Read like a carpenter, that’s my new motto.

Read widely

In The Creative Habit, dancer and choreographer Twyla Tharp suggests that we can mine more out of every book by “reading fat…not only reading, say, a novel, but reading related texts surrounding the novel, which may be books by the writer’s contemporaries, or commentaries on the novel, or a biography of the writer, or the writer’s letters.”

I think this kind of connect-the-dots curiosity comes naturally to most writers. After Phillip Lopate published half a dozen autobiographical books in several genres, he felt he’d used up the material of his past. So he chose the New York waterfront as his next subject, taking frequent walks there and reading everything he could find related to the shoreline—history, literature, marine biology, urban planning—to create his next essay collection.

For memoirists, immersive reading can add “social, political, geographical, and cultural context,” says Judith Barrington in Writing the Memoir. “In order to ground your story in the world that surrounded it, you will have to be willing to extend your examined life beyond the purely personal.”

Read to emulate

When you recognize a weakness in your writing, seek out works by authors who write in the same vein, only brilliantly. Then try not to get too depressed. I’ve heard of writers physically copying out sections to get the feel of a writer’s style.

When I struggled with voice during my MFA program, I studied writers whose voices I loved—George Saunders, Mary Roach, David Sedaris, Brian Doyle. As I read I noted when they appeared on the page, how they translated information and presented their observations, and then I tried applying their techniques to my writing. I also wished I was funnier.

Read to borrow

 To study the art of borrowing from science and natural history, I like reading essays by Annie Dillard and Anne Fadiman. For such writing, research and note taking are a way of stockpiling details and sentences that might someday provide the seed of a story idea, the perfect epigraph, or a needed metaphor.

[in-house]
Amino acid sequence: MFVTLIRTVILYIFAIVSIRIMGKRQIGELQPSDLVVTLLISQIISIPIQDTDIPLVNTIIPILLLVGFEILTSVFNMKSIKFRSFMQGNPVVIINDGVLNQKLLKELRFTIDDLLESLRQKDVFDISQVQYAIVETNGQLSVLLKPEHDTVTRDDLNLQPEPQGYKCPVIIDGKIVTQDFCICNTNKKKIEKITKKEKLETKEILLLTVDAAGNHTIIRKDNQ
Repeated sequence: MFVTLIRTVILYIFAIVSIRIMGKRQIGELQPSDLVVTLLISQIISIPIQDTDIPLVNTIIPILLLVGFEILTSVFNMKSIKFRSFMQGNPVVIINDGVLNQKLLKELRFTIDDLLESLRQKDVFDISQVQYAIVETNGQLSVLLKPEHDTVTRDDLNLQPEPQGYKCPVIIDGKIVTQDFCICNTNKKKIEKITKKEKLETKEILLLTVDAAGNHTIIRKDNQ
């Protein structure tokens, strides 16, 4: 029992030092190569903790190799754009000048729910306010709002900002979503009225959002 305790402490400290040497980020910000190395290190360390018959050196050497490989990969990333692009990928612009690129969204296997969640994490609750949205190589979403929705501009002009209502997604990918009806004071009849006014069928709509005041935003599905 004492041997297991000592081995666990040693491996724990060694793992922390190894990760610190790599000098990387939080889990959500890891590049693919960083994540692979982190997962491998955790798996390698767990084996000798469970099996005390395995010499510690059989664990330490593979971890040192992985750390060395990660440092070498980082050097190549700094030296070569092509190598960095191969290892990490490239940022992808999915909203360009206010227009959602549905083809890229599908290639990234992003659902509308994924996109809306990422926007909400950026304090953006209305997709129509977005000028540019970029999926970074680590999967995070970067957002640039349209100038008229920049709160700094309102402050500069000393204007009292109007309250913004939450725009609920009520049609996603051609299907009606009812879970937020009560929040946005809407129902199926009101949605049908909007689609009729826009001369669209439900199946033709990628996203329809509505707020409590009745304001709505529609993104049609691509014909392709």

“What a good artist understands is that…All creative work builds on what came before,” writes Austin Kleon in Steal Like an Artist.

The poet Stephen Dunn uses notes from his reading as a source of inspiration. “I like being surrounded by snippets of pithy thoughts or beautifully balanced sentences. I often imitate or depart from them as a way of beginning a poem.”

Read like your readers

Insight and feedback from a trusted reader can be incredibly valuable—revealing what you left out because it was familiar to you, or the questions you’ve avoided answering. Having readers may be the most helpful feature of an MFA program.

Roland Barthes said that as we read, we rewrite the text of the work within the text of our lives. It’s sometimes surprising and humbling to learn what readers bring and take from your writing.

Believing that there is a reader who needs your book can give you courage to write bravely, and to keep writing through the self-doubt we’re all familiar with.

It’s why, when I read something that I love, I try to send a note or an email, knowing how heartening it can be to hear from a reader. Last week I found a great, new-to-me Alaska blog: Hooked, thanks to a message from Tele Aadsen about the 49 Writers post.

Read craft books, even if they can’t deliver the secret to success

As a teacher, I appreciate craft books for writing prompts and lesson ideas. I’ve also found that reading craft books outside our genres can be useful when a piece isn’t working. Screenplay manuals can help with pacing and dialogue. Fiction writing techniques can improve plot or character development in nonfiction stories as well. And a poet’s toolbox might lead to better description and word choice.

I’ve heard craft books disparaged for being too formulaic or too encouraging. But I take hope wherever I find it, even in triumph-over-repeated-failure stories like Steven King’s wall of rejection letters, or Alexander Fuller’s story of sending her agent a 9th novel (after 8 others had been rejected) and hearing back that maybe writing was a waste of Fuller’s time, and representing Fuller was a waste of the agent’s time. Fuller sat down and wrote the bestselling memoir, Don’t Let’s Go to the Dog’s Tonight, which sold to publishers within days.

Sometimes I read craft books just for such stories. And I read for truths like this one:

“If you accept that writing is hard work, and that’s what it feels like while you’re writing, then everything is just as it should be. Your labor isn’t a sign of defeat. It’s a sign of engagement…

The difficulty of writing isn’t a sign of failure. It’s simply the nature of the work itself.”

-Verlyn Klinkenborg

It’s good to be reminded that writing is about persevering. The wonder of reading—because there is magic in opening a copy of your first book, in falling for a writer’s work, in holding the worn favorite of a late parent or of a child, now grown—is only magnified by a writer’s knowledge of how much faith and tenacity brought that book into the world.